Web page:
What Jabotinsky Had to Say about Ukraine

A native of Odessa, the Jewish thinker needed no convincing that Ukrainians were a distinct nation. He understood that if they were subdued, no other nation would stand a chance.

A floral memorial wall for Ukrainian civilians killed during the Russian invasion on April 24, 2022 in Lviv, Ukraine. Leon Neal/Getty Images.

A floral memorial wall for Ukrainian civilians killed during the Russian invasion on April 24, 2022 in Lviv, Ukraine. Leon Neal/Getty Images.

Observation
April 25 2022
About the author

Seth Mandel is the executive editor of the Washington Examiner magazine.

In his chilling address on the eve of Russia’s invasion of Ukraine, Vladimir Putin denied the very existence of a Ukrainian nation. The fact that there is a country called Ukraine, with a capital, a government, and ambassadors is, in his view, a tragic mistake, artificially dividing a single Russian people with arbitrary borders. The culprit, Putin explained, was Vladimir Lenin, the Soviet founding father who granted the USSR’s constituent republics the right to secede, among other elements of self-determination, and thereby sowed the seeds of the union’s downfall. “Why was it necessary to appease the nationalists?” Putin fumed. The question is rhetorical—Putin is no doubt well-versed in Lenin’s writings on the question of Russia’s “national minorities.” But he is likely unaware of the role played by another revolutionary political theorist and public intellectual in the development of Lenin’s perspective on nationalism: the novelist, journalist, and Zionist visionary Vladimir Jabotinsky.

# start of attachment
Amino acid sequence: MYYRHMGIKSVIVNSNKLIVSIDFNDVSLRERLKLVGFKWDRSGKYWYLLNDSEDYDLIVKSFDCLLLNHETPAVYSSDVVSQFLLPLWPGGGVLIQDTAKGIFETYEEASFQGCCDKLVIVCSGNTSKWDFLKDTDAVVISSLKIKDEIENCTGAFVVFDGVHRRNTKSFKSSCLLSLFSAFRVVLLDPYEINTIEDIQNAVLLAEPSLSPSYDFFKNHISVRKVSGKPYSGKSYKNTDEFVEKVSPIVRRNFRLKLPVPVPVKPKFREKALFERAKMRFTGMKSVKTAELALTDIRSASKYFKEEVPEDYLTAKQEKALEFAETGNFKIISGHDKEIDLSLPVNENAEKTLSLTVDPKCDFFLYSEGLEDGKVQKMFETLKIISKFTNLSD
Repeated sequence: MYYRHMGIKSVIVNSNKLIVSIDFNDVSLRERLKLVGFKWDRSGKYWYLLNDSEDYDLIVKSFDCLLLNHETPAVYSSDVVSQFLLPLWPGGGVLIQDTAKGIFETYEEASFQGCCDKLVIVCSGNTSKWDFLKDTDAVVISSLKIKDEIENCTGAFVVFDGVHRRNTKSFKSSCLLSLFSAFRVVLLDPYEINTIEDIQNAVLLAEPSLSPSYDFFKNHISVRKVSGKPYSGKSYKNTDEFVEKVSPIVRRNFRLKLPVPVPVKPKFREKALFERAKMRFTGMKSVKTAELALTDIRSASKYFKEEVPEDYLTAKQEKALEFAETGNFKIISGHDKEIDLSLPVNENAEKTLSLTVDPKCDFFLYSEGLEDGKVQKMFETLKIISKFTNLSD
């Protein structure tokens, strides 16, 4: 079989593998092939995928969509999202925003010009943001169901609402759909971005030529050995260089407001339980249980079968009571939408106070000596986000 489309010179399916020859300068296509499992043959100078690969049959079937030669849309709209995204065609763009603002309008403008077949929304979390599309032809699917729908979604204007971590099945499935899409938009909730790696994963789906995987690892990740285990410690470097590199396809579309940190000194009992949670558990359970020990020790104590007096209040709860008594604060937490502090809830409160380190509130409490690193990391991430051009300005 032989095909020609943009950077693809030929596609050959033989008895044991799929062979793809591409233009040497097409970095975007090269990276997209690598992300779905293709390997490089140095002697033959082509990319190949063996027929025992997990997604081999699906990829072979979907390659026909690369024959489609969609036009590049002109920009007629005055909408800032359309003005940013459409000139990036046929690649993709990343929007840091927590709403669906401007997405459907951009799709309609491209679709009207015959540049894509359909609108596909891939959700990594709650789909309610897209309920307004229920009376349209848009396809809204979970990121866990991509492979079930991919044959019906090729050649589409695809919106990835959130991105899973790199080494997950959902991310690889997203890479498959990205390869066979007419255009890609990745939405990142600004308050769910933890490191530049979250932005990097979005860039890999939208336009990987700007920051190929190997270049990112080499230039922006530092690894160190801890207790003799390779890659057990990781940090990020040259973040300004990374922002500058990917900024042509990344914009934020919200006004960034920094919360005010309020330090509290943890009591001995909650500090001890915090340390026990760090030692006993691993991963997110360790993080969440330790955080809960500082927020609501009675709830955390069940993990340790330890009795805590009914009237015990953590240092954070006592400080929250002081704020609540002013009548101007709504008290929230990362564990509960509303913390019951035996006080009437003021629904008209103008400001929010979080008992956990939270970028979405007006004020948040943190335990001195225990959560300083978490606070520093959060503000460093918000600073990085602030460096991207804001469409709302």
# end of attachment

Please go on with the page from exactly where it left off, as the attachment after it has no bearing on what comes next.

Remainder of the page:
Create a free account to continue reading

Welcome to Mosaic

Create a free account to continue reading and you'll get two months of unlimited access to the best in Jewish thought, culture, and politics

Register

Create a free account to continue reading

Welcome to Mosaic

Create a free account to continue reading and you'll get two months of unlimited access to the best in Jewish thought, culture, and politics

Register

More about: History & Ideas, Russia, Ukraine, Vladimir Jabotinsky